View Full Version : Estonian-Finnish Relations

The Ripper
03-01-2010, 09:07 AM
I think this topic is worth discussing.

How do you view the history of Finno-Estonian relations? What about the present? The future?

Would you see the strengthening of kinship ties as something positive, or are you indifferent? How do you view the Baltic Finnish "meta-ethnicity", which is largely extinct with the exceptions of the Finns and the Estonians?

03-01-2010, 11:57 AM
How do you view the history of Finno-Estonian relations?

In a very positive light! ;)

There were old migrations over both sides of the gulf, I hear the South-Western dialects of Finnish have Estonian influences; Finns once formed significant minorities in many parts of Estonia as well. Finnish volunteers in our War of Independence deserve the utmost respect! There was significant co-operation between our nations prior to World War II, even calls for a unified country (by the way, this was even supported by our president). Many Estonians (Soomepoisid) decided to fight beside our Northern brothers in the Winter and Continuance Wars.

What about the present?

Finnish contributions to Estonia since we regained independence have certainly helped our economy and development. Even though in some matters Estonia and Finland politically drift apart (relations with Russia, NATO membership). The Finnish military however serves as a good example to Estonia.

I think kinship is still valued, we have cultural similarities that reflect our tied Baltic-Finnic past. Finns remain the main tourists to Estonia, and not all of them come for cheaper products like alcohol (though Estonia was one of the main suppliers of alcohol to Finland during the time of your prohibition as well :P)

It is good to see many Finns taking interest in our country and language. The Finnish language can be learned in many of our secondary schools. Many Estonians have been working in Finland, although unfortunately some criminal element happens to move around as well (even if often they're "Estonians" named Dmitri, Ivan or Vladimir, they still earn proper Estonians a bad reputation abroad).

The future?

I hope that relations would become even closer, though our countries already have a lot of co-operation in many fields.

Unfortunately Estonia wasn't able to remain independent and the following years of occupation-stagnation created a gap between the development levels of Finland and Estonia - a gap that didn't exist before the war. I think this gap will eventually become more and more diminished and there will be a lesser chance to find any negative bits in our relations. ;)

Would you see the strengthening of kinship ties as something positive, or are you indifferent?

I'd see it as something positive.

How do you view the Baltic Finnish "meta-ethnicity", which is largely extinct with the exceptions of the Finns and the Estonians?

I view it as a continuum of closely tied languages and historical cultures. I feel certain closeness with all Baltic Finns - after all, they most likely first migrated elsewhere from the area of Estonia.

Though I also think there also exists some kind of a gap between Western Finnics (who shared Lutheran past and influence from Western European and Scandinavian cultures) and the Eastern Finnics who were historically under Orthodox Russian influence and never had a proper national awakening as the Estonians and Finns did. Nevertheless I'd still support their cultural and ethnic development and strife for their rights.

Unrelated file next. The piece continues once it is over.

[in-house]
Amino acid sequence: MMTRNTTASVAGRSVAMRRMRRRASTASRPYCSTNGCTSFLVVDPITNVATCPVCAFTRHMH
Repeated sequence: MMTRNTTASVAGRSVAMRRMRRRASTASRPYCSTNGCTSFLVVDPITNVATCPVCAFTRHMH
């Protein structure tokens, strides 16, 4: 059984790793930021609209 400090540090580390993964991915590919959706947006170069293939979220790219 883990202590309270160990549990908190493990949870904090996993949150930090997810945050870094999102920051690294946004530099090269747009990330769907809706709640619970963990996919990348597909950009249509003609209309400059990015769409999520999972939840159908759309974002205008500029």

Only Estonians and Finns were capable of gaining independence while others remained under strong Russian pressure and suffered heavily under the Soviets, reaching near-extinction of their languages and cultures. Not much remains of the Livonians native to Northern Latvia, either. This is of course a tradegy.

03-01-2010, 01:01 PM
named Dmitri, Ivan or Vladimir:lol00002: Could you have thought up more stereotypical Russian names? :p

The Ripper
03-03-2010, 02:10 PM
I think that the very different approaches adopted by Finland and Estonia towards Russia and NATO will make stronger relations on the state-level difficult. Finland still clings to its "special relationship" that was dictated to it after the war in a "friendship & co-oepration" -treaty. Estonia, on the other hand has drawn "a line in the sand" in a way. Personally I would like to see a lowering of conflict with Russia - Both Russia and the rest of Europe would do well to concentrate their attention and energies elsewhere.

However, I'm more concerned with cultural exchange, and I don't see a lot of grass-roots organisation and co-operation over the water, at least no where near the same level prior to the war.

I personally became an Estophile after first reading a book about the Soomepoisid you mentioned and I've been gradually exploring Estonian culture, history and society form then on.

What saddens me most is the complete ignorance of Estonia that seems to be unfortunately common among Finns. Estonians in Finland should set-up some kind of cultural organisation with Finnish estophiles to encourage cultural exchange. :)

05-05-2010, 09:28 AM

:)Well, I think the relations between our countries are very good. If to look back to history one can notice that these relations were unusually close even in Soviet times despite the iron curtain. So, I think they donīt need any special development. Although sometimes it seems to me that a few Estonians feel a light younger brother complex: mention Finland in a negative light, moose jokes etc. one can say that predominating attitude is positive. I happened to read a poll in an Estonian newspaper a few days ago: the poll confirmed it, although the answerers were pretty whining and critical Estonian newspaper-readers.

The future? It is good than relations would become even closer. At the same time Iīd like to say that Estonia should remain a separate country/ethnos and I donīt handle it as a southern appendix of Finland.;)